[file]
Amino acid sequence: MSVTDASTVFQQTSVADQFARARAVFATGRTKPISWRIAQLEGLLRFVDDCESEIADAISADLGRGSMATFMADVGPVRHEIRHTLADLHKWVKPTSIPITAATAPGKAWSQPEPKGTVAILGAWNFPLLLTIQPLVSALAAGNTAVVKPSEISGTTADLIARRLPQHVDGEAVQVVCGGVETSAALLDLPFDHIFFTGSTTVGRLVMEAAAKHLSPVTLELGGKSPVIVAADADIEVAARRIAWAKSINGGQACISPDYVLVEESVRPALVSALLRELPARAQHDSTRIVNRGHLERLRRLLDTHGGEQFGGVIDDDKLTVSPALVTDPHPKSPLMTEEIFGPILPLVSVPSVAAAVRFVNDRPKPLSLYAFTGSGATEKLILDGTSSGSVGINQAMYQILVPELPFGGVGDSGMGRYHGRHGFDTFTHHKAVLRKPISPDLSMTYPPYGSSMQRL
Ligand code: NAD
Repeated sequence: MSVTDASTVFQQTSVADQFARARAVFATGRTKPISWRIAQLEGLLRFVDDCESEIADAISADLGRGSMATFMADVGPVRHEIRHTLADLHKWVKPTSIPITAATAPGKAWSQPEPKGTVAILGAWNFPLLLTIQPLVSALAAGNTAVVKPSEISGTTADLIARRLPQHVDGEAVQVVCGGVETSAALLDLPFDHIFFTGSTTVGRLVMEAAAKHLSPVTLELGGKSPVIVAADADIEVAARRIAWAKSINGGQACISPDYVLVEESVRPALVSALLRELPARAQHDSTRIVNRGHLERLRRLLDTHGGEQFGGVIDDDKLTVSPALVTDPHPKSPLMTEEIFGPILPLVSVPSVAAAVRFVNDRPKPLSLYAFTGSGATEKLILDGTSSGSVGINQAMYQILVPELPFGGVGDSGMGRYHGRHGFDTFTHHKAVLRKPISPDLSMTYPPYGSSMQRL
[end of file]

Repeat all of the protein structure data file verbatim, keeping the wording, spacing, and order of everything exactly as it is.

Amino acid sequence: MSVTDASTVFQQTSVADQFARARAVFATGRTKPISWRIAQLEGLLRFVDDCESEIADAISADLGRGSMATFMADVGPVRHEIRHTLADLHKWVKPTSIPITAATAPGKAWSQPEPKGTVAILGAWNFPLLLTIQPLVSALAAGNTAVVKPSEISGTTADLIARRLPQHVDGEAVQVVCGGVETSAALLDLPFDHIFFTGSTTVGRLVMEAAAKHLSPVTLELGGKSPVIVAADADIEVAARRIAWAKSINGGQACISPDYVLVEESVRPALVSALLRELPARAQHDSTRIVNRGHLERLRRLLDTHGGEQFGGVIDDDKLTVSPALVTDPHPKSPLMTEEIFGPILPLVSVPSVAAAVRFVNDRPKPLSLYAFTGSGATEKLILDGTSSGSVGINQAMYQILVPELPFGGVGDSGMGRYHGRHGFDTFTHHKAVLRKPISPDLSMTYPPYGSSMQRL
Ligand code: NAD
Repeated sequence: MSVTDASTVFQQTSVADQFARARAVFATGRTKPISWRIAQLEGLLRFVDDCESEIADAISADLGRGSMATFMADVGPVRHEIRHTLADLHKWVKPTSIPITAATAPGKAWSQPEPKGTVAILGAWNFPLLLTIQPLVSALAAGNTAVVKPSEISGTTADLIARRLPQHVDGEAVQVVCGGVETSAALLDLPFDHIFFTGSTTVGRLVMEAAAKHLSPVTLELGGKSPVIVAADADIEVAARRIAWAKSINGGQACISPDYVLVEESVRPALVSALLRELPARAQHDSTRIVNRGHLERLRRLLDTHGGEQFGGVIDDDKLTVSPALVTDPHPKSPLMTEEIFGPILPLVSVPSVAAAVRFVNDRPKPLSLYAFTGSGATEKLILDGTSSGSVGINQAMYQILVPELPFGGVGDSGMGRYHGRHGFDTFTHHKAVLRKPISPDLSMTYPPYGSSMQRL